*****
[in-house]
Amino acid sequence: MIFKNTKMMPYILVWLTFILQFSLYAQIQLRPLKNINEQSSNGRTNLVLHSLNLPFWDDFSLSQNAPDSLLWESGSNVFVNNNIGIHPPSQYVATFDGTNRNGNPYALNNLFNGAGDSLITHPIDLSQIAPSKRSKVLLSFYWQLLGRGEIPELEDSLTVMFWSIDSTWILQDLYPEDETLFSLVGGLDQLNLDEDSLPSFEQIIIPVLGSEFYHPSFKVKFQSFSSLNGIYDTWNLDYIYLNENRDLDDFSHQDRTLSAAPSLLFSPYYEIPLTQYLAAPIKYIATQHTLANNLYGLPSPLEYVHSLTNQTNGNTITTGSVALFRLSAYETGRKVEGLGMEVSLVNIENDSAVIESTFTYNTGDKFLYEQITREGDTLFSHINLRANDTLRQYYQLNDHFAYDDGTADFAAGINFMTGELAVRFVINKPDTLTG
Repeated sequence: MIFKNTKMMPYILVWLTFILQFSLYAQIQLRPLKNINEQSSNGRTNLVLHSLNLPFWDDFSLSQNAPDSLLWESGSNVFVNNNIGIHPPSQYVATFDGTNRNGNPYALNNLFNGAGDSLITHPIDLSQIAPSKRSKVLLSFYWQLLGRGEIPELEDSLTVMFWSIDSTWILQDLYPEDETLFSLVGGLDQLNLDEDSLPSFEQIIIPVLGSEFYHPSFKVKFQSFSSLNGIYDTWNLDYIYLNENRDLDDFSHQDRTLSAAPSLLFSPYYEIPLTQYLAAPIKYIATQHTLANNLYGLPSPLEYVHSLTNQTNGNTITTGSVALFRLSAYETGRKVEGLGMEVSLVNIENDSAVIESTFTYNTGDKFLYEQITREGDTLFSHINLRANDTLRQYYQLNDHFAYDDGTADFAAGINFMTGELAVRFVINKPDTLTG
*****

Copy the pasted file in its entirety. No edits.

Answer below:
[in-house]
Amino acid sequence: MIFKNTKMMPYILVWLTFILQFSLYAQIQLRPLKNINEQSSNGRTNLVLHSLNLPFWDDFSLSQNAPDSLLWESGSNVFVNNNIGIHPPSQYVATFDGTNRNGNPYALNNLFNGAGDSLITHPIDLSQIAPSKRSKVLLSFYWQLLGRGEIPELEDSLTVMFWSIDSTWILQDLYPEDETLFSLVGGLDQLNLDEDSLPSFEQIIIPVLGSEFYHPSFKVKFQSFSSLNGIYDTWNLDYIYLNENRDLDDFSHQDRTLSAAPSLLFSPYYEIPLTQYLAAPIKYIATQHTLANNLYGLPSPLEYVHSLTNQTNGNTITTGSVALFRLSAYETGRKVEGLGMEVSLVNIENDSAVIESTFTYNTGDKFLYEQITREGDTLFSHINLRANDTLRQYYQLNDHFAYDDGTADFAAGINFMTGELAVRFVINKPDTLTG
Repeated sequence: MIFKNTKMMPYILVWLTFILQFSLYAQIQLRPLKNINEQSSNGRTNLVLHSLNLPFWDDFSLSQNAPDSLLWESGSNVFVNNNIGIHPPSQYVATFDGTNRNGNPYALNNLFNGAGDSLITHPIDLSQIAPSKRSKVLLSFYWQLLGRGEIPELEDSLTVMFWSIDSTWILQDLYPEDETLFSLVGGLDQLNLDEDSLPSFEQIIIPVLGSEFYHPSFKVKFQSFSSLNGIYDTWNLDYIYLNENRDLDDFSHQDRTLSAAPSLLFSPYYEIPLTQYLAAPIKYIATQHTLANNLYGLPSPLEYVHSLTNQTNGNTITTGSVALFRLSAYETGRKVEGLGMEVSLVNIENDSAVIESTFTYNTGDKFLYEQITREGDTLFSHINLRANDTLRQYYQLNDHFAYDDGTADFAAGINFMTGELAVRFVINKPDTLTG